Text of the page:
Re:What a pipedream. (1)

BShive (573771) | more than 3 years ago | (#32775814)

Also an IBM'er and you're probably right. They've been moving towards FF for years, but there are still some internal sites that have trouble with it. Microsoft Office is also slowly getting the boot in favor of Lotus Symphony.

Re:What a pipedream. (1)

mandelbr0t (1015855) | more than 3 years ago | (#32776524)

One exec has decided to stake his name on adopting Firefox and will blame the every development group that only supports IE when this fails.

I fail to see why this is a bad thing.

Slashdot's great progress (-1, Offtopic)

damn_registrars (1103043) | more than 3 years ago | (#32773506)

So I see slashdot is citing a story on Ars Technica, presumably because slashdot doesn't have anyone on staff with any journalism credentials. That's OK, though, since slashdot has always preferred to be more of an aggregator than a reporter.

And naturally, people will come here for the great features that slashdot offers, like the metamoderation ... oh wait, that's broken and non-functional. Well, we have a great submission system ... oh wait, that is broken as well. Thankfully we have ... well, I'm sure there is something important that we have here that Ars Technica doesn't have.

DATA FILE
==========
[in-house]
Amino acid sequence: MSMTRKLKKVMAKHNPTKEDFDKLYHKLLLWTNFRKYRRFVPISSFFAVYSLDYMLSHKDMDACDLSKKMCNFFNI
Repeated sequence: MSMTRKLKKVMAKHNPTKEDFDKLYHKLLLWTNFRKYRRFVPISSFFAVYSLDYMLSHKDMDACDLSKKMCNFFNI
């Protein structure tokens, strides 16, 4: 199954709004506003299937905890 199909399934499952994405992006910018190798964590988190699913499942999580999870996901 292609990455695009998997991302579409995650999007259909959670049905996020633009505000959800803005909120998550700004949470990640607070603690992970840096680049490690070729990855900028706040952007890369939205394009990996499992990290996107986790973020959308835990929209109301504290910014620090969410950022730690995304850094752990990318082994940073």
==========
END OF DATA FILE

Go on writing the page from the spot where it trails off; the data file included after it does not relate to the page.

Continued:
Re:Slashdot's great progress (1)

naplam33 (1751266) | more than 3 years ago | (#32774062)

We have great moderators here dude. I always get -1 flamebait/troll/irrelevant/whatever Perma-bad karma

Go IBM (1)

helix2301 (1105613) | more than 3 years ago | (#32773836)

I only run Firefox I refuse to run any other browser. Firefox had its security problems but overall I like it better then any other browser.

it was nice knowing you, Firefox (0)

recharged95 (782975) | more than 3 years ago | (#32775000)

Just like any other OSS technology, when IBM adopts it for internal use, they will alter it and end up selling back to businesses, in bloated, constant maintenance form.

Just look at Notes, Unix, Java, Linux, Informix. They "reinvented them" into the IBM ecosystem, reengineered them with IBM parts and they all ended up being bloat ware versions needing IBM consultants to maintain them. Eclipse is useful, but still an over bloated "framework".

Just sayin.... Firefox has a good chance now of having the same fate. I'm glad I switched over to Chrome.

This seems backwards (0)

Anonymous Coward | more than 3 years ago | (#32775384)

As an ex-web developer (during the mid-90s), I must say this gets at something that has always irked me: Browsers should support webpages, not the other way around.

If it wasn't a general standard, I didn't use it in my webpage.

Company-wide (1)

HTH NE1 (675604) | more than 3 years ago | (#32776418)

Firefox is our company-wide browser as well. Well, at least on the the Linux machines the programmers use.

However, it is only Firefox 2.0.

Some are able to run 3.0. Firefox 3.5 and 3.6 won't run on any Linux machine installed here. Programmers do not have sufficient access to install the necessary libraries (e.g. libpangocairo) required by newer versions.